One of the main sources of reactive oxygen species in your skeletal muscle is the mitochondria. Damaged or dysfunctional mitochondria in particular can produce abnormally high levels of reactive oxygen species. Did you know that mitochondrial damage is associated with neurodegenerative diseases?

Reactive oxygen species cause oxidative damage (to DNA, proteins, etc.) that can lead to muscle dysfunction, especially as we age. Antioxidants, like those found in fruits and vegetables, can help scavenge and “soak up” harmful reactive oxygen species. There is growing interest in targeting antioxidants to our mitochondria to prevent or treat muscle dysfunction and damage associated with disease and injury. 

As a graduate student disentangling the molecular underpinnings of hibernation, I often lose myself in the world of cellular machinery. My favorite organelle, and perhaps the one most central to my research, is the mitochondrion (plural mitochondria).

Mouse fibroblasts (connective tissue cells). Cytoskeletons in red, nuclei in blue, and mitochondria in green. Image courtesy of the NICHD.

The mighty mitochondria

Mitochondria are commonly referred to as the “powerhouses” of the cell. These double-membrane-bound organelles produce adenosine triphosphate (ATP) via the electron transport chain. ATP, the energy currency of the cells in your body, is broken down into adenosine diphosphate (ADP) to fuel many molecular processes, including muscle contraction. Newly formed ADP is then once again “upgraded” to ATP to be used in yet another reaction. Incredibly—and this fact still amazes me—an adult recycles their body weight in ATP every day!

Reactive oxygen species and cell signaling

Although mitochondria are essential to the functioning of nearly every cell type (one exception is mature mammalian red blood cells), they come at a cost. Normal electron transport chain function within mitochondria produces reactive oxygen species (ROS), highly unstable molecules that can interact with and degrade lipids, proteins and DNA.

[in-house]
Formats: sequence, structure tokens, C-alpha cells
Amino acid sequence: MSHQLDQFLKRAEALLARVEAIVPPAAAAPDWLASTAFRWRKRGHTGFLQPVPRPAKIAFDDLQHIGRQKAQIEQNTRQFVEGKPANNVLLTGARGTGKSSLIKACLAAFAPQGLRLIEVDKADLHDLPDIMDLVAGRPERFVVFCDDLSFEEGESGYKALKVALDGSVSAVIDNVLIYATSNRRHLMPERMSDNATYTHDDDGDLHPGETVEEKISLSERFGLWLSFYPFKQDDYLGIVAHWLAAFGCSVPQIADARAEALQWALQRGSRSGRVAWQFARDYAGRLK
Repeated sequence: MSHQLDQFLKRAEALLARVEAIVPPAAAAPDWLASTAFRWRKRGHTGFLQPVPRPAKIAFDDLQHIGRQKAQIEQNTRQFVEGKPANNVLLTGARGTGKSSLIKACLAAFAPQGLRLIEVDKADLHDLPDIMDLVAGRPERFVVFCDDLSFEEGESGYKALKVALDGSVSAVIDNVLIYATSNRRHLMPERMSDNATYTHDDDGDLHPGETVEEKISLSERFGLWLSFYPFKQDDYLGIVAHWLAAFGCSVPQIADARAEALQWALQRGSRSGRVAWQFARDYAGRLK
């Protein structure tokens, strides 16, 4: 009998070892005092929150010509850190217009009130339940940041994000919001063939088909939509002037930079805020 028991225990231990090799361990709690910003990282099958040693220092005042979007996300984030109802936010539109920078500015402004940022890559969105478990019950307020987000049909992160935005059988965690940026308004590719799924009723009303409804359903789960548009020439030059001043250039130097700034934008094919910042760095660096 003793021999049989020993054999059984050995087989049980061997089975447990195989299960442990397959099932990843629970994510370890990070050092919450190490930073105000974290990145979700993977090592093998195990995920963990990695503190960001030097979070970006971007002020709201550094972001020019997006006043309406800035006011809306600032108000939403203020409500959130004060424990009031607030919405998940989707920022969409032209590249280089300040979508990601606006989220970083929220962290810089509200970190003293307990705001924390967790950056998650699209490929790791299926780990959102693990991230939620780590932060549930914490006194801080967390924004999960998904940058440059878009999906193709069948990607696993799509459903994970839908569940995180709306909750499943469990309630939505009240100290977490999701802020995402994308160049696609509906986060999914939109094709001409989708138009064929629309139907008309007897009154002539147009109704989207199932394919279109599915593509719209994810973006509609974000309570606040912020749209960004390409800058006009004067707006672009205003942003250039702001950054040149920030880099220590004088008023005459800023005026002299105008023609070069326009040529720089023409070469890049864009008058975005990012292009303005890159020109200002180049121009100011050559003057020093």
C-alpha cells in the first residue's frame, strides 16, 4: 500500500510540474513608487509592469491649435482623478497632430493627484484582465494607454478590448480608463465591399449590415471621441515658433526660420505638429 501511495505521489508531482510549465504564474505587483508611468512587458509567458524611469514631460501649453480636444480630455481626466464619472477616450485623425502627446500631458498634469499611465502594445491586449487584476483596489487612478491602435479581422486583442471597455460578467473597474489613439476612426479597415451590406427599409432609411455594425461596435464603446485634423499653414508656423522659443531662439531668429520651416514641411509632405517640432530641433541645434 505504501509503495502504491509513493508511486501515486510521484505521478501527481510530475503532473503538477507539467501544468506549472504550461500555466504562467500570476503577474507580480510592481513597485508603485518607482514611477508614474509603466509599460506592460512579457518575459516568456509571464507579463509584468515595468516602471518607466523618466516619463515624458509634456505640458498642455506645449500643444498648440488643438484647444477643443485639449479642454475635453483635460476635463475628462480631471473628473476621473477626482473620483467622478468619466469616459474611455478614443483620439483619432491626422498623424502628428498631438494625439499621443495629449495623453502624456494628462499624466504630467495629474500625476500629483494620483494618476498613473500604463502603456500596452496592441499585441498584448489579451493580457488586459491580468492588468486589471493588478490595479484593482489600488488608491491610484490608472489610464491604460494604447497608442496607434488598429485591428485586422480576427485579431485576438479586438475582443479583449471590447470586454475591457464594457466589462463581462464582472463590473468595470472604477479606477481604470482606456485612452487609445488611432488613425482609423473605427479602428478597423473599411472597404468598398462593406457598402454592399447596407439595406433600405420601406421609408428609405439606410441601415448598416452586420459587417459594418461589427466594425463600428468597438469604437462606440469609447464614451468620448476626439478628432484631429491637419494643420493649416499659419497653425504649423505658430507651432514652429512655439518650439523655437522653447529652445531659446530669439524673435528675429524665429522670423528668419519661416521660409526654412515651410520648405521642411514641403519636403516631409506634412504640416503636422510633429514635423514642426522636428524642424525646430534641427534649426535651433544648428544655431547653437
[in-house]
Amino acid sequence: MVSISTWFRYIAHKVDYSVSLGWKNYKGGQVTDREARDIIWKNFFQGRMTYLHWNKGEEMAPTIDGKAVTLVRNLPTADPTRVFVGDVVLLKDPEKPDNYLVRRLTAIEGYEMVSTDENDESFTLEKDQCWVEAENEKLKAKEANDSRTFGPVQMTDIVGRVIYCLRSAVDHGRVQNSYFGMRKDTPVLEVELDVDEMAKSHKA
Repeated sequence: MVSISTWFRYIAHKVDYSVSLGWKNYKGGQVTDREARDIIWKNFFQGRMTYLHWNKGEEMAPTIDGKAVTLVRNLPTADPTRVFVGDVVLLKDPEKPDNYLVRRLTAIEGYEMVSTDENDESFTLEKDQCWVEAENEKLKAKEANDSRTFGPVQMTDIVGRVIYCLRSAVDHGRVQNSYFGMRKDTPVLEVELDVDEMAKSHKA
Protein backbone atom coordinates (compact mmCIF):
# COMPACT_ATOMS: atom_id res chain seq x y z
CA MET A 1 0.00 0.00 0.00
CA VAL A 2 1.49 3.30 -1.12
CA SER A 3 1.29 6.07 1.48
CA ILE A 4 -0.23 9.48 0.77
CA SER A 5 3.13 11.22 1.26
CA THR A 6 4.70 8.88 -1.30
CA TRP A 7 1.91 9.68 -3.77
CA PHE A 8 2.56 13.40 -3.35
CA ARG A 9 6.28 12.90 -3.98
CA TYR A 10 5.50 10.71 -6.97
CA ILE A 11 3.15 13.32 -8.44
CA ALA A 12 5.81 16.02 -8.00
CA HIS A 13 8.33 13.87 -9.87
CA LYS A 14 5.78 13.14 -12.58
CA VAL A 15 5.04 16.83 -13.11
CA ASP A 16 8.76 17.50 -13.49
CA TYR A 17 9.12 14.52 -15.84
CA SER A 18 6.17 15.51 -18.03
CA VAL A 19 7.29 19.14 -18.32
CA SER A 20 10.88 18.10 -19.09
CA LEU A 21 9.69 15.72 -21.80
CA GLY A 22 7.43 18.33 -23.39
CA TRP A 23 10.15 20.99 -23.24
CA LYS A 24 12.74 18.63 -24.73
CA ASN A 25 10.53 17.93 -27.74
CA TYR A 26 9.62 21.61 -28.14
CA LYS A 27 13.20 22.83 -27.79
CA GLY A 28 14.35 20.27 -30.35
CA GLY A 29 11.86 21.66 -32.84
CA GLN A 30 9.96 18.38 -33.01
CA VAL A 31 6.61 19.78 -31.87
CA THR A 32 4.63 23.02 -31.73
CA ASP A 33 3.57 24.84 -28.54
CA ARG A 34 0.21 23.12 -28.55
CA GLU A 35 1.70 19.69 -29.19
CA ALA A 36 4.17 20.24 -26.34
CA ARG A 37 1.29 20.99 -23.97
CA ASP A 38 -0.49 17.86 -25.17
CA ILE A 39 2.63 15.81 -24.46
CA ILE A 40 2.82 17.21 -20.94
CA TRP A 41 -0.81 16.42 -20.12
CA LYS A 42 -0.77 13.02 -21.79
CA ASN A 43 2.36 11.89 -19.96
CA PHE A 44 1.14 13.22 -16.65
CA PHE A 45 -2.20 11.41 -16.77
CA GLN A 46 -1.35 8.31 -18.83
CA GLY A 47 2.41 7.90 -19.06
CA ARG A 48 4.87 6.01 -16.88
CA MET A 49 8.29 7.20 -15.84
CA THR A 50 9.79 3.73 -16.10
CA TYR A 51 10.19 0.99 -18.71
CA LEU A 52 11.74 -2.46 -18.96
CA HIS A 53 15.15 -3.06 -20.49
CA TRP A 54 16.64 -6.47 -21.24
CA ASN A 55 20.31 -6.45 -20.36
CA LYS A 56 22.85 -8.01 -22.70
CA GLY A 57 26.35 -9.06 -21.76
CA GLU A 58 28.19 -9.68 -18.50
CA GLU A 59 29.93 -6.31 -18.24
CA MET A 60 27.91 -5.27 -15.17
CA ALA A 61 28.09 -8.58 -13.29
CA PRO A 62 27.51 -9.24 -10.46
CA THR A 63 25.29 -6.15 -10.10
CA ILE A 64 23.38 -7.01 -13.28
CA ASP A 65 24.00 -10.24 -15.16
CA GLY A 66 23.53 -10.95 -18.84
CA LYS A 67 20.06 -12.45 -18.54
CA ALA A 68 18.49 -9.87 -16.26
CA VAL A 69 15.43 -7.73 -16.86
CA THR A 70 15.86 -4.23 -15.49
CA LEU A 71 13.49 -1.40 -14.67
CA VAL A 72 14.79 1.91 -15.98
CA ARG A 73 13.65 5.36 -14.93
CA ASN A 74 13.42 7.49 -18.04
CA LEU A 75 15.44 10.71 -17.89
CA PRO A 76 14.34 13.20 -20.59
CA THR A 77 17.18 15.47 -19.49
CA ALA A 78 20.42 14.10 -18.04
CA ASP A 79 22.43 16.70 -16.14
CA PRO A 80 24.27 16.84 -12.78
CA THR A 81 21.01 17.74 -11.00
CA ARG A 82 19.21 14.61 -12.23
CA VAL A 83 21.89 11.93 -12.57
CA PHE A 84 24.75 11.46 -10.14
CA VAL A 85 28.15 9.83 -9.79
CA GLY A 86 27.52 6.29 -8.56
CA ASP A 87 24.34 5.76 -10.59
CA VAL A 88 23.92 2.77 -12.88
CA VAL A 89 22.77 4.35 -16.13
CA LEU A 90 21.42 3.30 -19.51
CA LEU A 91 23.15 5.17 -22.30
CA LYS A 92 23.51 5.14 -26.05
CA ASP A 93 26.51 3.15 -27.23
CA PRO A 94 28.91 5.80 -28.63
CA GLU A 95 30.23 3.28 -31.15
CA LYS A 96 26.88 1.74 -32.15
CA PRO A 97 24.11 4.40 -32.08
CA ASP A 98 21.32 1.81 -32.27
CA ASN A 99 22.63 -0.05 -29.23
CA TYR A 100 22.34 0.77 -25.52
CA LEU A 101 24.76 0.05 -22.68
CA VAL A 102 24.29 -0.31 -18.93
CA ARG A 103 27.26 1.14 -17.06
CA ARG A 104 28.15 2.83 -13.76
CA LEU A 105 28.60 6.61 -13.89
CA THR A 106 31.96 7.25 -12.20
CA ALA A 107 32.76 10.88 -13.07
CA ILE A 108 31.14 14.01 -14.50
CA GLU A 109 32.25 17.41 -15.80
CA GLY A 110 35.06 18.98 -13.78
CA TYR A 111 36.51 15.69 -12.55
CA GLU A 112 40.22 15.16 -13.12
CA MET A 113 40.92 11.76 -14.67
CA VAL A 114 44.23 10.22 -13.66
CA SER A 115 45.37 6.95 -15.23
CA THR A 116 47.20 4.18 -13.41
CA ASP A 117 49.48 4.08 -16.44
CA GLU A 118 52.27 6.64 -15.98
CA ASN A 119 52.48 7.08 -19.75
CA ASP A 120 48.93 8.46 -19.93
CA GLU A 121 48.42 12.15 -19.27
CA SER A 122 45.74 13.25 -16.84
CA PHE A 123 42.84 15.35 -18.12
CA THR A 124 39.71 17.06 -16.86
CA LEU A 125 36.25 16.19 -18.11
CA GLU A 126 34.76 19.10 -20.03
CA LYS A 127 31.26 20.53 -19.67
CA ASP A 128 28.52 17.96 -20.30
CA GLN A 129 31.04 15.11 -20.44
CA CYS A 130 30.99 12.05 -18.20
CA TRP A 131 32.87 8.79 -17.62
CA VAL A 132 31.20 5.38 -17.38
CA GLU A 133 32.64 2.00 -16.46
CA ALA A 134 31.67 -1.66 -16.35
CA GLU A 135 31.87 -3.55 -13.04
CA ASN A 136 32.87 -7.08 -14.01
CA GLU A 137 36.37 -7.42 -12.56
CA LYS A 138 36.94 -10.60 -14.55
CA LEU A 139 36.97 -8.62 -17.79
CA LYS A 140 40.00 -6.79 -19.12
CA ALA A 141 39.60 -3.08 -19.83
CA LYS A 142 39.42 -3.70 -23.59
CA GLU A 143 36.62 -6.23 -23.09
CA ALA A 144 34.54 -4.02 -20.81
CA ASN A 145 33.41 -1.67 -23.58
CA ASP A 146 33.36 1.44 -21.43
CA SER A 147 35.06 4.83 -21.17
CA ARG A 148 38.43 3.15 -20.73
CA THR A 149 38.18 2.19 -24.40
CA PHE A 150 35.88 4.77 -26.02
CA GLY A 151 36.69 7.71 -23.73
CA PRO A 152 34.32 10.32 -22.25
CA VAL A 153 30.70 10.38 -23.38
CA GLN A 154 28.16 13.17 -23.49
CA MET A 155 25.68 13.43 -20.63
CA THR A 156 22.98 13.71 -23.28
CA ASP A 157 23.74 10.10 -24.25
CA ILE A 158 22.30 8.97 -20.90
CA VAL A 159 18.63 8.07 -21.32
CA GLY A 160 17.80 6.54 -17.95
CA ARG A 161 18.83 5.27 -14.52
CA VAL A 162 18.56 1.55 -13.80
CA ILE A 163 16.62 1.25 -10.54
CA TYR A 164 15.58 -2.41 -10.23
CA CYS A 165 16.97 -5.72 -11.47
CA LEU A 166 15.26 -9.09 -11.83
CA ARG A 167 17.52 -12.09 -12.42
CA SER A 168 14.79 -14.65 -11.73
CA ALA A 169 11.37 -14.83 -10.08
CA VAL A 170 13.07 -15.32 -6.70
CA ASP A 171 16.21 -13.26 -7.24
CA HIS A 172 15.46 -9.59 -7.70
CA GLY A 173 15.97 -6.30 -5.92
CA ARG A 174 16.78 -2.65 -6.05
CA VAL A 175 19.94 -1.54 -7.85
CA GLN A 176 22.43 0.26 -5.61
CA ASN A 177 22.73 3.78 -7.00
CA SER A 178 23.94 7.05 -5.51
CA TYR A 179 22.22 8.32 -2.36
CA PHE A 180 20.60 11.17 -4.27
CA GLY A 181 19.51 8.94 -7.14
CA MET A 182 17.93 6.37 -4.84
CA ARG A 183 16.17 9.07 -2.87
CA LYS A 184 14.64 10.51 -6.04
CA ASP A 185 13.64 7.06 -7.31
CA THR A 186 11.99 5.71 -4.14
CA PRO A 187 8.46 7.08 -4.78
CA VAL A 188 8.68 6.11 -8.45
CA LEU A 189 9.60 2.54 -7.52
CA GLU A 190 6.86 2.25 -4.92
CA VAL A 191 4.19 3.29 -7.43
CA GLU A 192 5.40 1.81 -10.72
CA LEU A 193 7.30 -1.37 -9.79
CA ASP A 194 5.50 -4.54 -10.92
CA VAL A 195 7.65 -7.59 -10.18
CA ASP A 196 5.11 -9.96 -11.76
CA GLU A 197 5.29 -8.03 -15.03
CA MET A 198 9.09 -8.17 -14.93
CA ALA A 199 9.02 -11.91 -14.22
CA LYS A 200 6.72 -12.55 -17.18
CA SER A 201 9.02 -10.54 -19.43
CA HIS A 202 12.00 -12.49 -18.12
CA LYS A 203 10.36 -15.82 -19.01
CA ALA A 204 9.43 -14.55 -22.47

We’ve known for a long time that antioxidants counteract ROS-mediated damage and support muscle function. Researchers are now trying to understand how antioxidants can be specifically targeted to mitochondria in muscle cells. However, ROS aren’t just a macromolecular nuisance—they are also essential for cellular signaling. How can we best support our muscle function, especially when following a desire to stay fit and healthy, while not interfering with essential cellular signaling in skeletal muscle tissue?

Alaska blueberries are a rich source of natural antioxidants. Image courtesy of the USDA.

Non-mitochondrial sites of ROS production

A recent article published in the journal Antioxidants discusses the balance between antioxidant support and maintaining ROS-mediated cell signaling. The key to understanding antioxidant efficacy in the context of proper cell signaling is by recognizing that ROS are also produced outside of mitochondria, for example by NADPH oxidase (an enzyme complex that is involved in immune system function), xanthine oxidase (an enzyme that breaks down purines), and phospholipase A2 (an enzyme that breaks down lipids). By consuming antioxidants that are targeted specifically to our mitochondria, we can support muscle health – limiting the deleterious effects of ROS in muscle mitochondria – while allowing non-mitochondrial ROS to keep doing their job in terms of important cell signaling.

How do researchers produce mitochondria-specific antioxidants?

The article published in Antioxidants discusses some really neat science, such as how antioxidants can be “stuck” onto a lipophilic (“fat-loving”) cation (positively-charged atom or molecule). These fat-happy antioxidant vehicles shuttle across the lipid bilayer of a cell into the negatively-charged cytoplasm (the material within a cell that “holds” all of the cell’s organelles and structures). Remember learning about how opposite charges attract? The mitochondria within the cell are even more negatively-charged than the cytoplasm, so the positively-charged cations carrying the antioxidants are drawn right into the mitochondria, accumulating several hundredfolds within these organelles. Amazing!

Mitochondrial activity and reactive oxygen species are central to muscle performance. Image courtesy of the United States Navy.

Interested in reading more? Check out the article here. And if you’re curious about the benefits and risks to muscle health of antioxidant supplementation, you can check out this article. Happy reading and happy exercising!